Differentiating the Geochemical Signature of Northern Papua New Guinea Margin Sediments from 20 kyr ago to Present
Hannah Carney – MS Candidate
Advisor: Dr. Samantha Bova
May 6, 2022 @ 1:15 pm
CSL 422 or via zoom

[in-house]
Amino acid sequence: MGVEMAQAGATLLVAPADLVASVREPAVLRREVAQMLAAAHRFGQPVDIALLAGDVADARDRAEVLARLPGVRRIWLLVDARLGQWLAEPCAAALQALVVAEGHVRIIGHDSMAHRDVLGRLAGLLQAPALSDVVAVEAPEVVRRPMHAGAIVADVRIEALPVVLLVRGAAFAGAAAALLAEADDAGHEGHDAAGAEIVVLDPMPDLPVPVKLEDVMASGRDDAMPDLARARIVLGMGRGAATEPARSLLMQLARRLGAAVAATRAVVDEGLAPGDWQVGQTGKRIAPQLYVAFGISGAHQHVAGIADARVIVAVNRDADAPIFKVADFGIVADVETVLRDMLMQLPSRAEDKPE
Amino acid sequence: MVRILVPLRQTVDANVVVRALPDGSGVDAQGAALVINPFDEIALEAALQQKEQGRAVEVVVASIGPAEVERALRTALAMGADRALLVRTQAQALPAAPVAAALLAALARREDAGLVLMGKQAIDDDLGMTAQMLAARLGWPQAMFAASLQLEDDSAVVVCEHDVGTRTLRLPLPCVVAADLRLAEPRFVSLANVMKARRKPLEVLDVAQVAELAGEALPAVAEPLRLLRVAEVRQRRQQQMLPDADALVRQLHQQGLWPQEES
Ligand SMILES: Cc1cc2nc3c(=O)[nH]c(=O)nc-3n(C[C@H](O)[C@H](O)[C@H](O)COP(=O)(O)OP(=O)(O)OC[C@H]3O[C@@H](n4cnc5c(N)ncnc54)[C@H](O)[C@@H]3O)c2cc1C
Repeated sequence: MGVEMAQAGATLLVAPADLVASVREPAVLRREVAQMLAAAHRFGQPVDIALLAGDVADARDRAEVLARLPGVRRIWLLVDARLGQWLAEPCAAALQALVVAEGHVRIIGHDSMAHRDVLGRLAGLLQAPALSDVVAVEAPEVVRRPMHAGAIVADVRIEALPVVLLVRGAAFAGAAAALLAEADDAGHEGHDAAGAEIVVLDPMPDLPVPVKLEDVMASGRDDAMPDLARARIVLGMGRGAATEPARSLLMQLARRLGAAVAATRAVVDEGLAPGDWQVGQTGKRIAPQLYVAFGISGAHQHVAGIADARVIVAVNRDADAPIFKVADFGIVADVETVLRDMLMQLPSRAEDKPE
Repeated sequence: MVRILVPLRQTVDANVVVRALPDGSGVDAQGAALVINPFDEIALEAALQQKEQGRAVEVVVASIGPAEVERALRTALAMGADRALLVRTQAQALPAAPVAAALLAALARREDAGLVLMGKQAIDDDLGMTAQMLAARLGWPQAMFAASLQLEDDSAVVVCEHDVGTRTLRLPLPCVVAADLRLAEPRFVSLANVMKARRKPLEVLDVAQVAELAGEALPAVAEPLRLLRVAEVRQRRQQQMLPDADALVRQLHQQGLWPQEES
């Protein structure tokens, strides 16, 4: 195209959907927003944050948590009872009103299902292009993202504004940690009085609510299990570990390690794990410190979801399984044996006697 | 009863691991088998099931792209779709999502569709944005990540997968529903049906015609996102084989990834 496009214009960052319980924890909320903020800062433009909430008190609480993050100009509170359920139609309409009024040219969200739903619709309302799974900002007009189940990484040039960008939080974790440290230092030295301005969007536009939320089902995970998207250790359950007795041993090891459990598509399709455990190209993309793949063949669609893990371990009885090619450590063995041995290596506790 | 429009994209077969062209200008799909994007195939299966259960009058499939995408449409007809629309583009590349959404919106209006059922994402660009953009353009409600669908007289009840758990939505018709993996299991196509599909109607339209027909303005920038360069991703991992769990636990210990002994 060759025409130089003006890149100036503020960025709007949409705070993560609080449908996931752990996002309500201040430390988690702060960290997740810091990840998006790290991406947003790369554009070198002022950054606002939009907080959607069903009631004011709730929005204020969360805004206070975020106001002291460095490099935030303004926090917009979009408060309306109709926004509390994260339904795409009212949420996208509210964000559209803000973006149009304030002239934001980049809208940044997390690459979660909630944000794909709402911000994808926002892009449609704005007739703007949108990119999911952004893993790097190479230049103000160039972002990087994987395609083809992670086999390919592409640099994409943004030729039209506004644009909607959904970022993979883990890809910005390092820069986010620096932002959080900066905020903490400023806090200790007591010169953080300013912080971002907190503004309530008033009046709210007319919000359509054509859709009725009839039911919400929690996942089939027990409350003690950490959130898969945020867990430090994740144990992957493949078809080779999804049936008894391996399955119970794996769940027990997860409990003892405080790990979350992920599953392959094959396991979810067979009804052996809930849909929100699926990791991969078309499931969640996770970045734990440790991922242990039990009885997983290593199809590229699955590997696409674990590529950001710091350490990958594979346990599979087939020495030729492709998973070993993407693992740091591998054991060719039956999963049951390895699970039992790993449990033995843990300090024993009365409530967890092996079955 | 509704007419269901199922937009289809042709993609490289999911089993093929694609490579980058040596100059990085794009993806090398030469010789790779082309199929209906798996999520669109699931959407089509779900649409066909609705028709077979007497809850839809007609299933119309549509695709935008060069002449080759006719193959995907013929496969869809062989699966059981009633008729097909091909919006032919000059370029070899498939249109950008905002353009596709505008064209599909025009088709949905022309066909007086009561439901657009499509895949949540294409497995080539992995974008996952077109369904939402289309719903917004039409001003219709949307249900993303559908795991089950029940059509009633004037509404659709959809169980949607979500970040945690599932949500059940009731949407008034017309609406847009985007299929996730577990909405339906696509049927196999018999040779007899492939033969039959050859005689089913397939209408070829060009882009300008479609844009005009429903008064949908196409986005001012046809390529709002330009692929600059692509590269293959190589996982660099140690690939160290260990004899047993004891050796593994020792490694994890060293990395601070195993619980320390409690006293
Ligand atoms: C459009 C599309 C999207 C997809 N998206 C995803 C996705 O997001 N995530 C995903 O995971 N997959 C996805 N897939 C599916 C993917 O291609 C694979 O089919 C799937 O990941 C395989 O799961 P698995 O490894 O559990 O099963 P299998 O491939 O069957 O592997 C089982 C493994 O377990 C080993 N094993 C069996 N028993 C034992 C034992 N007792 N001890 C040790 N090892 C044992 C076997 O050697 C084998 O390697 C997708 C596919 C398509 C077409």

Mountainous islands belonging to the Indonesian Archipelago account for approximately 25% of the sediment entering the world’s ocean (Kao & Milliman, 2008; Walsh et al., 2004). The coastline of northern Papua New Guinea (NPNG) contains many mountainous watersheds that in total, deliver approximately 501 million tons/yr. of sediment into the Pacific Ocean. Riverine sediments of NPNG are delivered offshore through a divergent sediment plume, carrying sediments to the surface and dispersing along the continental shelf, and to the deep ocean (Kineke et al., 2000). Paleo-erosion records from this region are derived from variations in Fe, Ti, and Al in deep sea sediment cores and are frequently used as proxies for past changes in hydroclimate (Aiello et al., 2019; Dang et al., 2020; Tachikawa et al., 2014). However, there are many other factors in addition to climate that may mobilize and transport sediment, and it is not clear if these records can be interpreted as direct evidence for variations in rainfall or changes in source materials delivered offshore. In this study, sediment core top samples collected in the upper 10 cm (n = 17) and two downcore records (20 kya) collected on IODP Expedition 363 and RR-1313 are analyzed for their geochemical signatures via ICP-OES and XRF to assess the impact of variations in source material on the geochemistry of sediments. We identify endmembers through a multivariate statistical analysis known as Q-mode factor analysis that could complicate paleo-erosion records. Analyzing the geochemistry of NPNG sediments through space and time will better constrain the geologic signature of sediment mobilized off the coast of NPNG and further assess the possible impact of variations in sediment supply vs hydroclimate over the Holocene.